Say No to the Transfer of our Bluefish Quota to the Commercial Industry

by John Toth
(from Jersey Coast Anglers Association October 2018 Newsletter)

It seems to me that we always have challenges to our rights as recreational anglers. We have onerous regulations imposed upon us like black sea bass that has a 230% biomass, yet we can only catch two of them from July1st to August 31st. Now, there is an effort by the Atlantic Marine Fisheries Commission (ASMFC) and the Mid-Atlantic Council (MAMFC) to transfer more of our recreational bluefish quota to the commercial industry. The ASMFC and the MAMFC held a June 28th meeting at the Ocean County Administration Building in Toms River to hear public comment on this proposal. I attended it and gave the following comments as president of the Salt Water Anglers of Bergen County, Vice President of the JCAA, Director of the New Jersey Outdoor Alliance and the NJ Federation of Sportsmen’s Clubs.

In addition to a prepared statement that I read, I also mentioned that it is my observation that bluefishing has been very inconsistent from previous years. In the past, they would arrive in all sizes and stay until fall. Now, and especially in the past two years, blue fishing has been very inconsistent and sometimes even non-existent. So, how can we transfer more of our bluefish quota when it is so spotty? Party boat captains and even some of the commercial fishermen agreed with me that bluefishing is not what it used to be. One angler commented that there used to be seven boats in Belmar fishing for bluefish with day and night trips. Now there is only one boat in Belmar fishing for blues and it does not do any night trips.

The ASMFC and the MAMFC are holding similar public hearings on this transfer with other states on the east coast. Most of the comments made at this meeting favored the status quo and that changes to any bluefish transfer cannot take place until a benchmark assessment of bluefish stocks are made so we know the status of their stocks. (Does it not make sense that a stock assessment should be made first before any transfer of a quota is even considered?)

In the spring of 2019, the ASMFC and the MAMFC will hold another meeting to present their preferred options on this transfer of bluefish stocks to the commercial sector. These options will reflect the information they have gathered from their hearings to receive public comment on this proposed transfer. My comments follow:

The Salt Water Anglers of Bergen County, the New Jersey Outdoor Alliance, the Jersey Coast Anglers Association and the Federation of Sportsmen’s Clubs have the following comments to offer on your Bluefish Management Plan (BMP) and its proposed Bluefish Allocation Amendment. We are totally against transferring an increased amount of our recreational quota of bluefish to the commercial sector.

  1. Why do this now? Does a benchmark stock assessment of bluefish support this increased transfer? What if this assessment indicates that recreational anglers have exceeded their bluefish quota? If that becomes the case, then our recreational quota could be significantly reduced resulting in a shortened season and even a closed season for recreational anglers to catch fish.
  2. Because of efforts to conserve this fishery, we have not overfished our bluefish quota. We want to rebuild the stocks of bluefish and not reduce it! What do we get for our efforts to stay within our quota – we have to transfer some of it to the commercial sector. This is not fair and it definitely supports our impression that commercial fishermen receive better treatment from your management than recreational anglers.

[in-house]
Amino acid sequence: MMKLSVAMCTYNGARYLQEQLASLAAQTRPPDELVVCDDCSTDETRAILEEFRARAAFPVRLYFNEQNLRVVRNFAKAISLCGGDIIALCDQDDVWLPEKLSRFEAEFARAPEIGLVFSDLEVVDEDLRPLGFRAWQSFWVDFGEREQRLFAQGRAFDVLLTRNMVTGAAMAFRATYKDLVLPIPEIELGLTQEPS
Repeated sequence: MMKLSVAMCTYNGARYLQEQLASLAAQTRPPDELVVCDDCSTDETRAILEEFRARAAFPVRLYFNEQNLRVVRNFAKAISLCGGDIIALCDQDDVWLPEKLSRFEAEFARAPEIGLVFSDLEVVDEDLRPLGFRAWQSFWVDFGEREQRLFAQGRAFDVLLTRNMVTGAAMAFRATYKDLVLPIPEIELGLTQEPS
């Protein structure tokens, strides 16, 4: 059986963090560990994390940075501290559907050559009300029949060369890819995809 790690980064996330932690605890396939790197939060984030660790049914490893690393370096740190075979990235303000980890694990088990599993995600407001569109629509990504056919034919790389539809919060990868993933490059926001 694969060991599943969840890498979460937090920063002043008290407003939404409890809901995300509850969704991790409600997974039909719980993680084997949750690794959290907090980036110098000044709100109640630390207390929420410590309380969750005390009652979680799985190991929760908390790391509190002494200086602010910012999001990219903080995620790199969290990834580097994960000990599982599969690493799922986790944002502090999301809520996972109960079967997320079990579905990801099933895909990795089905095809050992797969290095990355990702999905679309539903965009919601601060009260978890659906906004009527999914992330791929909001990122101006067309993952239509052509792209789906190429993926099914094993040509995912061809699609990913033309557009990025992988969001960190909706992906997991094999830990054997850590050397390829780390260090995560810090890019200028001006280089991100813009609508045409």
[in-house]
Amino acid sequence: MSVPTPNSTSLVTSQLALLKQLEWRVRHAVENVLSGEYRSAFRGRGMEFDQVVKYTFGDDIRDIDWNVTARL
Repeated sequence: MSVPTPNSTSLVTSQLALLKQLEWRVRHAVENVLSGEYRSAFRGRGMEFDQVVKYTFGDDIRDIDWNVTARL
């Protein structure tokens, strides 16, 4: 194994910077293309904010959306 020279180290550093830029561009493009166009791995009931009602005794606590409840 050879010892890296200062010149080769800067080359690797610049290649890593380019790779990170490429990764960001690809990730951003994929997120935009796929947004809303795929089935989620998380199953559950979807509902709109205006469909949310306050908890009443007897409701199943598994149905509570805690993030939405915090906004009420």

3. Historically, the split for bluefish has been 83% for recreational anglers and 17% commercial. This has worked for many years and now we are contemplating changing it. What is going to be now? Will it get to 60% for recreational and 40 % commercial? What about the following years? An even split of 50/50 %? We have experienced confusing seasons for our fisheries and sea bass is a prime example. So, with changing allocations of the bluefish fishery between the two groups, we may end up with confusing fishing seasons for bluefish just like sea bass in the future.
  4. The recreational fishing industry is dying a slow death in New Jersey with many charter/party boats going out of business, including marinas. Closed seasons and restricted seasons for sea bass, blackfish, and fluke mean anglers are taking less fish home and sometimes nothing. Why should anglers pay to go on party/charter boats under these circumstances? We have heard this from captains and an overwhelming number of recreational anglers!

Now, we are hearing that we should transfer more of our bluefish quota to commercial anglers! How much more punishment should we receive? Bluefish helps us get through those periods when fishing gets tough for fluke and other species. But, that safety valve can be taken away with this new allocation. What’s next – you can catch only five or 3 bluefish instead of 15?

An article in the June 5th edition of the “Record” points out that there have been fewer party and charter boat trips since 2016. Recreational fishing remains an economic engine for New Jersey that supports 20,000 jobs and contributes $1.5 billion to New Jersey’s economy. The Bluefish Allocation in question will contribute to the slow death of New Jersey’s recreational community.

Thank you for this opportunity to express our comments on this Bluefish plan.

John Toth, President, Salt Water Anglers of Bergen County Vice President, Jersey Coast Anglers Association Director, New Jersey Outdoor Alliance
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